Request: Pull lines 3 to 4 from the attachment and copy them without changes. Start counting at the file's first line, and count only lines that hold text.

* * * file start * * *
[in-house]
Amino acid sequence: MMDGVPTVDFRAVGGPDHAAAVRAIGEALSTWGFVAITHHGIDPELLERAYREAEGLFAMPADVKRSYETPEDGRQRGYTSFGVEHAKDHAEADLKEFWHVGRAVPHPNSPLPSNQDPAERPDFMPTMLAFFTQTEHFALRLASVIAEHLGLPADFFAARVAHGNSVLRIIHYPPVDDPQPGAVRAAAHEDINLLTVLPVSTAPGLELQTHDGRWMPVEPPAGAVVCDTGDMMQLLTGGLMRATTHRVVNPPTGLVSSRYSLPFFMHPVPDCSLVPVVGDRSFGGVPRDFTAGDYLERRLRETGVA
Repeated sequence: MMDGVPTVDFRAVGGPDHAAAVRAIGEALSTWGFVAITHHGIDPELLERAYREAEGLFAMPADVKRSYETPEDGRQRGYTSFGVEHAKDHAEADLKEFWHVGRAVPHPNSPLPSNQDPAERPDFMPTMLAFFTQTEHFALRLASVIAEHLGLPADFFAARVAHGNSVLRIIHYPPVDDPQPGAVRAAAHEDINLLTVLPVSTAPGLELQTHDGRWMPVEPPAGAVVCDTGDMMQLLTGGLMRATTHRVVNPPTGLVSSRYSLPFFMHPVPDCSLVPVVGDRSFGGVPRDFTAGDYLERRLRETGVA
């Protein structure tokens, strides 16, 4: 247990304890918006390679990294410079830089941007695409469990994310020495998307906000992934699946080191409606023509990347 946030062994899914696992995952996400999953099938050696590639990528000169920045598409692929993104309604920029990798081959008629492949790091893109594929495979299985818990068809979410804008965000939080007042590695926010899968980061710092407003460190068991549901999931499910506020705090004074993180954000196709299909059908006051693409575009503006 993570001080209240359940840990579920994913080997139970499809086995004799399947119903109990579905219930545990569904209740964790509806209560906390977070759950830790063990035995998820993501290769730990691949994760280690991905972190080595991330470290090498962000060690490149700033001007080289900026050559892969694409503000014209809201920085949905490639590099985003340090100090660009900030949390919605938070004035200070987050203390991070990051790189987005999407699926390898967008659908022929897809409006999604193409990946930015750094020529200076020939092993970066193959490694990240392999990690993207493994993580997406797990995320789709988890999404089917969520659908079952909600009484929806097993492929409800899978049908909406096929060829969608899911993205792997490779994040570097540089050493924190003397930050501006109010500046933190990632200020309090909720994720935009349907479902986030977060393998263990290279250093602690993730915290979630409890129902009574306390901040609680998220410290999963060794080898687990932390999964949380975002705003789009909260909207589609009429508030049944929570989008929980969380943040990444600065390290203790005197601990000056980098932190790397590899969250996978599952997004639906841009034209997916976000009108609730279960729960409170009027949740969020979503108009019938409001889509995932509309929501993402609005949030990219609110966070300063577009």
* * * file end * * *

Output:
Repeated sequence: MMDGVPTVDFRAVGGPDHAAAVRAIGEALSTWGFVAITHHGIDPELLERAYREAEGLFAMPADVKRSYETPEDGRQRGYTSFGVEHAKDHAEADLKEFWHVGRAVPHPNSPLPSNQDPAERPDFMPTMLAFFTQTEHFALRLASVIAEHLGLPADFFAARVAHGNSVLRIIHYPPVDDPQPGAVRAAAHEDINLLTVLPVSTAPGLELQTHDGRWMPVEPPAGAVVCDTGDMMQLLTGGLMRATTHRVVNPPTGLVSSRYSLPFFMHPVPDCSLVPVVGDRSFGGVPRDFTAGDYLERRLRETGVA
């Protein structure tokens, strides 16, 4: 247990304890918006390679990294410079830089941007695409469990994310020495998307906000992934699946080191409606023509990347 946030062994899914696992995952996400999953099938050696590639990528000169920045598409692929993104309604920029990798081959008629492949790091893109594929495979299985818990068809979410804008965000939080007042590695926010899968980061710092407003460190068991549901999931499910506020705090004074993180954000196709299909059908006051693409575009503006 993570001080209240359940840990579920994913080997139970499809086995004799399947119903109990579905219930545990569904209740964790509806209560906390977070759950830790063990035995998820993501290769730990691949994760280690991905972190080595991330470290090498962000060690490149700033001007080289900026050559892969694409503000014209809201920085949905490639590099985003340090100090660009900030949390919605938070004035200070987050203390991070990051790189987005999407699926390898967008659908022929897809409006999604193409990946930015750094020529200076020939092993970066193959490694990240392999990690993207493994993580997406797990995320789709988890999404089917969520659908079952909600009484929806097993492929409800899978049908909406096929060829969608899911993205792997490779994040570097540089050493924190003397930050501006109010500046933190990632200020309090909720994720935009349907479902986030977060393998263990290279250093602690993730915290979630409890129902009574306390901040609680998220410290999963060794080898687990932390999964949380975002705003789009909260909207589609009429508030049944929570989008929980969380943040990444600065390290203790005197601990000056980098932190790397590899969250996978599952997004639906841009034209997916976000009108609730279960729960409170009027949740969020979503108009019938409001889509995932509309929501993402609005949030990219609110966070300063577009």